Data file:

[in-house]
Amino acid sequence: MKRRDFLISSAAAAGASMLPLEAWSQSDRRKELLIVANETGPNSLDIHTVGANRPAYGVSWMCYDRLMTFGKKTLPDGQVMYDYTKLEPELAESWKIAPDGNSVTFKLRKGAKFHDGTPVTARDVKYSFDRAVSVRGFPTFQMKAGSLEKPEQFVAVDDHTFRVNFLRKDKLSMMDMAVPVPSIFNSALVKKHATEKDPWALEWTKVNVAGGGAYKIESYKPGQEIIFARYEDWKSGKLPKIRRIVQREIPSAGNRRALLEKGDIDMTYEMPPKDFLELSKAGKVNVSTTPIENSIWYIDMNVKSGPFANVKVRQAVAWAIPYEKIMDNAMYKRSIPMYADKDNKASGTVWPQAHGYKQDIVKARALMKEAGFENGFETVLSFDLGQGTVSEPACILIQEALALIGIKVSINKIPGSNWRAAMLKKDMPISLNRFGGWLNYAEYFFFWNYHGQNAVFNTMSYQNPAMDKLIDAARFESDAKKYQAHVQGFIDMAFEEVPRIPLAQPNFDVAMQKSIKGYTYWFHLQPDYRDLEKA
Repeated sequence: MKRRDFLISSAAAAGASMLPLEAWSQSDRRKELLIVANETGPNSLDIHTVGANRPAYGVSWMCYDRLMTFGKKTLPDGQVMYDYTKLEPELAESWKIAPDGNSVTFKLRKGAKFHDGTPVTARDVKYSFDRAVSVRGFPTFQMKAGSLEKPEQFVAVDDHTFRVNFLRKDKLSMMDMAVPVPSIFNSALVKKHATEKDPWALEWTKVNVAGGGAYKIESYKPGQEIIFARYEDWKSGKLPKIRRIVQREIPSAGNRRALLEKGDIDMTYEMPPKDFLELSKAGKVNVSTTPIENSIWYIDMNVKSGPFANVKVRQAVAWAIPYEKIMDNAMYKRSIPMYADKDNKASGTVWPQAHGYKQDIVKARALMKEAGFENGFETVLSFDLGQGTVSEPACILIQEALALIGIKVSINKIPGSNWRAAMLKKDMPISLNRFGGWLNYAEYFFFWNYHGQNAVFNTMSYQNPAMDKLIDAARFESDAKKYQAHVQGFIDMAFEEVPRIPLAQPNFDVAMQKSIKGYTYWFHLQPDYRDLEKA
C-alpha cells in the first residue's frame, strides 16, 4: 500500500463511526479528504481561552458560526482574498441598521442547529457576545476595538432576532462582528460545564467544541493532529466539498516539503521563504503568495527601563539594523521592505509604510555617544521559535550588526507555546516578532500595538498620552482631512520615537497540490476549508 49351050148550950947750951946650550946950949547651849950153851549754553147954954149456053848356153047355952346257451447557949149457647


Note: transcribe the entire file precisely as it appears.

[in-house]
Amino acid sequence: MKRRDFLISSAAAAGASMLPLEAWSQSDRRKELLIVANETGPNSLDIHTVGANRPAYGVSWMCYDRLMTFGKKTLPDGQVMYDYTKLEPELAESWKIAPDGNSVTFKLRKGAKFHDGTPVTARDVKYSFDRAVSVRGFPTFQMKAGSLEKPEQFVAVDDHTFRVNFLRKDKLSMMDMAVPVPSIFNSALVKKHATEKDPWALEWTKVNVAGGGAYKIESYKPGQEIIFARYEDWKSGKLPKIRRIVQREIPSAGNRRALLEKGDIDMTYEMPPKDFLELSKAGKVNVSTTPIENSIWYIDMNVKSGPFANVKVRQAVAWAIPYEKIMDNAMYKRSIPMYADKDNKASGTVWPQAHGYKQDIVKARALMKEAGFENGFETVLSFDLGQGTVSEPACILIQEALALIGIKVSINKIPGSNWRAAMLKKDMPISLNRFGGWLNYAEYFFFWNYHGQNAVFNTMSYQNPAMDKLIDAARFESDAKKYQAHVQGFIDMAFEEVPRIPLAQPNFDVAMQKSIKGYTYWFHLQPDYRDLEKA
Repeated sequence: MKRRDFLISSAAAAGASMLPLEAWSQSDRRKELLIVANETGPNSLDIHTVGANRPAYGVSWMCYDRLMTFGKKTLPDGQVMYDYTKLEPELAESWKIAPDGNSVTFKLRKGAKFHDGTPVTARDVKYSFDRAVSVRGFPTFQMKAGSLEKPEQFVAVDDHTFRVNFLRKDKLSMMDMAVPVPSIFNSALVKKHATEKDPWALEWTKVNVAGGGAYKIESYKPGQEIIFARYEDWKSGKLPKIRRIVQREIPSAGNRRALLEKGDIDMTYEMPPKDFLELSKAGKVNVSTTPIENSIWYIDMNVKSGPFANVKVRQAVAWAIPYEKIMDNAMYKRSIPMYADKDNKASGTVWPQAHGYKQDIVKARALMKEAGFENGFETVLSFDLGQGTVSEPACILIQEALALIGIKVSINKIPGSNWRAAMLKKDMPISLNRFGGWLNYAEYFFFWNYHGQNAVFNTMSYQNPAMDKLIDAARFESDAKKYQAHVQGFIDMAFEEVPRIPLAQPNFDVAMQKSIKGYTYWFHLQPDYRDLEKA
C-alpha cells in the first residue's frame, strides 16, 4: 500500500463511526479528504481561552458560526482574498441598521442547529457576545476595538432576532462582528460545564467544541493532529466539498516539503521563504503568495527601563539594523521592505509604510555617544521559535550588526507555546516578532500595538498620552482631512520615537497540490476549508 49351050148550950947750951946650550946950949547651849950153851549754553147954954149456053848356153047355952346257451447557949149457647